Rain is mentioned commonly in the Torah, G'mara and prayers. And it's viewed as a blessing in Judaism. But what about snow (שלג)? If it is, what's its meaning?
The Gemara in Taanit 3b says,
אמר רבא מעלי תלגא לטורי כחמשה מטרי לארעא שנאמר (איוב לז, ו) כי לשלג יאמר הוא ארץ וגשם מטר וגשם מטרות עוזו
Snow is beneficial to the mountains as fivefold rain to the earth, as it is said, For he saith to the snow, ‘Fall thou on the earth’; likewise to the shower of rain and to the showers of His mighty rain.
See also the collection of sources in Aspaklaria.
The easy way to find the answer to this kind of question is to search a concordance. Here is an online concordance.
A search for שלג reveals that it is used on two occasions in the Torah (Exodus 4:6 and Numbers 12:10), both to describe a tzara'as affliction as a particular shade of white.
The word also occurs in various places in Tanach, which the concordance shows.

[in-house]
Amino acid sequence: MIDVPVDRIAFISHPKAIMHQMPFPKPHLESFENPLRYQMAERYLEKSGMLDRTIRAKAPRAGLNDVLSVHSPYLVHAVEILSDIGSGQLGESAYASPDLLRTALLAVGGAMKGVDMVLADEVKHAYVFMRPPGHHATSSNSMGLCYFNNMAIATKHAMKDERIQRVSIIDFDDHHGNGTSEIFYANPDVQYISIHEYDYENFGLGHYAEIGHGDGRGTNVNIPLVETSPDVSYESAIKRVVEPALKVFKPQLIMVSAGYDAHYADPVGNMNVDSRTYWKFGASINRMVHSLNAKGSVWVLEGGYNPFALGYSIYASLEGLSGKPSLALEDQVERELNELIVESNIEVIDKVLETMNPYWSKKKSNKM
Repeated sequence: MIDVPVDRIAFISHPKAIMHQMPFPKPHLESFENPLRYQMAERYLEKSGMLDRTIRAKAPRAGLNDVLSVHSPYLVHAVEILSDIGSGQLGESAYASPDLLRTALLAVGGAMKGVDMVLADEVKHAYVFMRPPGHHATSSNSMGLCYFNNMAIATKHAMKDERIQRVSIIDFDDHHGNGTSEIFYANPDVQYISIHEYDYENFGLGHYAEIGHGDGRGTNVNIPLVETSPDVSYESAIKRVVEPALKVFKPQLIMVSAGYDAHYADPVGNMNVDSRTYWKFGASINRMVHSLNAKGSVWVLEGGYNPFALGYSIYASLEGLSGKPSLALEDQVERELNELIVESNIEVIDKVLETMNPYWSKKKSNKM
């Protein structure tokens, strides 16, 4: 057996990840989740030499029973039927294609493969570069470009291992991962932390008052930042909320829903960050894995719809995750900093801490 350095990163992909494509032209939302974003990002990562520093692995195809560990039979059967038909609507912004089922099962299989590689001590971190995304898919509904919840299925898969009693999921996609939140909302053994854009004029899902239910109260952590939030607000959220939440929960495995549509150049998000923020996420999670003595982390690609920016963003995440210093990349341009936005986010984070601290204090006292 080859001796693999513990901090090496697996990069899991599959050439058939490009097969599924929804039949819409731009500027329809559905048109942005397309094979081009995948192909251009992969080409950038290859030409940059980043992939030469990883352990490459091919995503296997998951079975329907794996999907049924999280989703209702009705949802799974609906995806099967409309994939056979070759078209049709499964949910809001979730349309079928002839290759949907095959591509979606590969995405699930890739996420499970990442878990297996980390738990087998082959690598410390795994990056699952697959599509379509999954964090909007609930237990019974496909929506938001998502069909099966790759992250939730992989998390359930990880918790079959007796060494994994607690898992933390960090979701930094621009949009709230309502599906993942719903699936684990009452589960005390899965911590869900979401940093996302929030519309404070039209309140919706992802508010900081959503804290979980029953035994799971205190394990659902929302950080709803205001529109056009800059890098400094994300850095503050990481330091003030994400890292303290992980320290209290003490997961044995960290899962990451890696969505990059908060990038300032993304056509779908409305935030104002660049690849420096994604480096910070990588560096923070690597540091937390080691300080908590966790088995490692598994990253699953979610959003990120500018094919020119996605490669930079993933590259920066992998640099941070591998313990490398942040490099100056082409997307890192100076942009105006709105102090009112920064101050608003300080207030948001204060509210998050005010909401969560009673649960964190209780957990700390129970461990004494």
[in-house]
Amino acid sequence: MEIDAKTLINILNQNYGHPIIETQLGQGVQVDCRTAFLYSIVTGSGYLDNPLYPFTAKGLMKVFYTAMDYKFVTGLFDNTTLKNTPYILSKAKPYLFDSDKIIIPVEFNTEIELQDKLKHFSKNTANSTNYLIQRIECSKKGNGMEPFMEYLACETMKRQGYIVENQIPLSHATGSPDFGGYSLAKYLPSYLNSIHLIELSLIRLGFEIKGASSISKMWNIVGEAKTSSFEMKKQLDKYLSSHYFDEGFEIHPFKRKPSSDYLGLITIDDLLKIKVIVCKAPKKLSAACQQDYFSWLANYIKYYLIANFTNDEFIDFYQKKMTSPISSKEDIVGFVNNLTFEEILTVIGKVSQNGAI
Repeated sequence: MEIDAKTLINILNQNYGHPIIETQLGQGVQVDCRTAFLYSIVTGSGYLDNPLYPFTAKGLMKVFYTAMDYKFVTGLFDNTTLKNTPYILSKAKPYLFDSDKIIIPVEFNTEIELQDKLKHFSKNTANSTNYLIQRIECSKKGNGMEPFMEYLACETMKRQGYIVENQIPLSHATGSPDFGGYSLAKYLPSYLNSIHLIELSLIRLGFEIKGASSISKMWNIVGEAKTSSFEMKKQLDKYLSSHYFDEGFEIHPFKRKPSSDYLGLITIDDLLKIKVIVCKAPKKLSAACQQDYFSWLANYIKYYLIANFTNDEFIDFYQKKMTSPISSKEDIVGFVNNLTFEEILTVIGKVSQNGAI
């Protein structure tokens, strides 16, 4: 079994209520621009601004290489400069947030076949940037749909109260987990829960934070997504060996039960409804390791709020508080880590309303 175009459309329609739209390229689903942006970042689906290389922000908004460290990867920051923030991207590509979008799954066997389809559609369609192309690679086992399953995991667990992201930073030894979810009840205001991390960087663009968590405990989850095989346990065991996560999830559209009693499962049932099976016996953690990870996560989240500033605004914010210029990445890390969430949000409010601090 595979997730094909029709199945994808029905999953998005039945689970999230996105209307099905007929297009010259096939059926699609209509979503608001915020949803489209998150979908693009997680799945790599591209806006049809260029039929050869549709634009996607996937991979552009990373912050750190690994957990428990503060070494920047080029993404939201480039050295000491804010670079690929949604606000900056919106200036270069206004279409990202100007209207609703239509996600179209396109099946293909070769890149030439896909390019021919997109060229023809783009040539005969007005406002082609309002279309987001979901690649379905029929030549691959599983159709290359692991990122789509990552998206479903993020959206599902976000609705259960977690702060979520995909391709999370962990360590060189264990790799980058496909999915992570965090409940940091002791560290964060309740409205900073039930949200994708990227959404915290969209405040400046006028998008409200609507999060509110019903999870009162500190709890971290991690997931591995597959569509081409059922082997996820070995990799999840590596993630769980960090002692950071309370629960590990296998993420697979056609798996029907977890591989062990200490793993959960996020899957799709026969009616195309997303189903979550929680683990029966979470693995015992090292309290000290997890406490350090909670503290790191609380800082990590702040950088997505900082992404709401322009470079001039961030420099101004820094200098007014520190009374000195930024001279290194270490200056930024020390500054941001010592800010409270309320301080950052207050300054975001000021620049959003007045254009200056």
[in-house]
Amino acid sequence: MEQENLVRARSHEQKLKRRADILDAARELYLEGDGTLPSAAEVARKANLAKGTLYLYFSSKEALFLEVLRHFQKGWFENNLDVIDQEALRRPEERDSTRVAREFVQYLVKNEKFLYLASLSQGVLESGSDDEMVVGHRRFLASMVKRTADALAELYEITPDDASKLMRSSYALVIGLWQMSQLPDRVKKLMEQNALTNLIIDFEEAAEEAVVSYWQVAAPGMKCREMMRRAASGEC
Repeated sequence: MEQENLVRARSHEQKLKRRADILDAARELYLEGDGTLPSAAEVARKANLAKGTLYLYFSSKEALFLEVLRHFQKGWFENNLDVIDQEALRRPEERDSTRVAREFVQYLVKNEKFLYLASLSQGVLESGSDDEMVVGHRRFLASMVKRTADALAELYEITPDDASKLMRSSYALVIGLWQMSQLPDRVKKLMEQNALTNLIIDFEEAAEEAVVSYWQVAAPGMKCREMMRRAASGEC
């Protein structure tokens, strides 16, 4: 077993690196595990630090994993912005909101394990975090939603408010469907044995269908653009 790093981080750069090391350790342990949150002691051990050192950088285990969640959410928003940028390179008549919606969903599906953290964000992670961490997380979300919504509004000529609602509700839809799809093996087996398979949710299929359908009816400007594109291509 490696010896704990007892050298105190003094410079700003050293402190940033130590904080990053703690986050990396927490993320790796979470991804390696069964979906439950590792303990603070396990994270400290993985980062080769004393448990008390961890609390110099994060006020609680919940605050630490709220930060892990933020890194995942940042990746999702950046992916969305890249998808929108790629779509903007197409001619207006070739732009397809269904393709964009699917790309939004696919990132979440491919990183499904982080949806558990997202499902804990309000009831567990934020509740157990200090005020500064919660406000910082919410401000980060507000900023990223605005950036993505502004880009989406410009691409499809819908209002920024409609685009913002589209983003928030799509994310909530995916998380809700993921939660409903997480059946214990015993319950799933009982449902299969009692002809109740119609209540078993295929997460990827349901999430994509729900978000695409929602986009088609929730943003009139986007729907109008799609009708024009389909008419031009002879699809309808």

As stated above, the 2 Torah places are Shemot 4:6 and Bemidbar 12:10. In both situations, the term is used to compare the color of tzara'at, so the Torah is not using this word in any other context.
Rashi on Exodus 4:6:1 (excerpt):
מצרעת כשלג. דרך צרעת להיות לבנה (ויקרא יג ד) ואם בהרת לבנה היא
It is the way for tzara'at to be whiteas it says )Vayikra 13:4) If it is a white scab...
Rashbam on Leviticus 13:9:1:
נגע צרעת - שיהיה מקום הנגע בשר לבן, כדכתיב: מצורעת כשלג, כך נקרא הנגע כשהוא לבן
That the place of the affliction has white flesh, at it says "White as snow". That is what the affliction is called when it is white.
So, while the word שלג does mean "snow", the Torah does not use it as a blessing, but only in terms of its description, i.e. "white".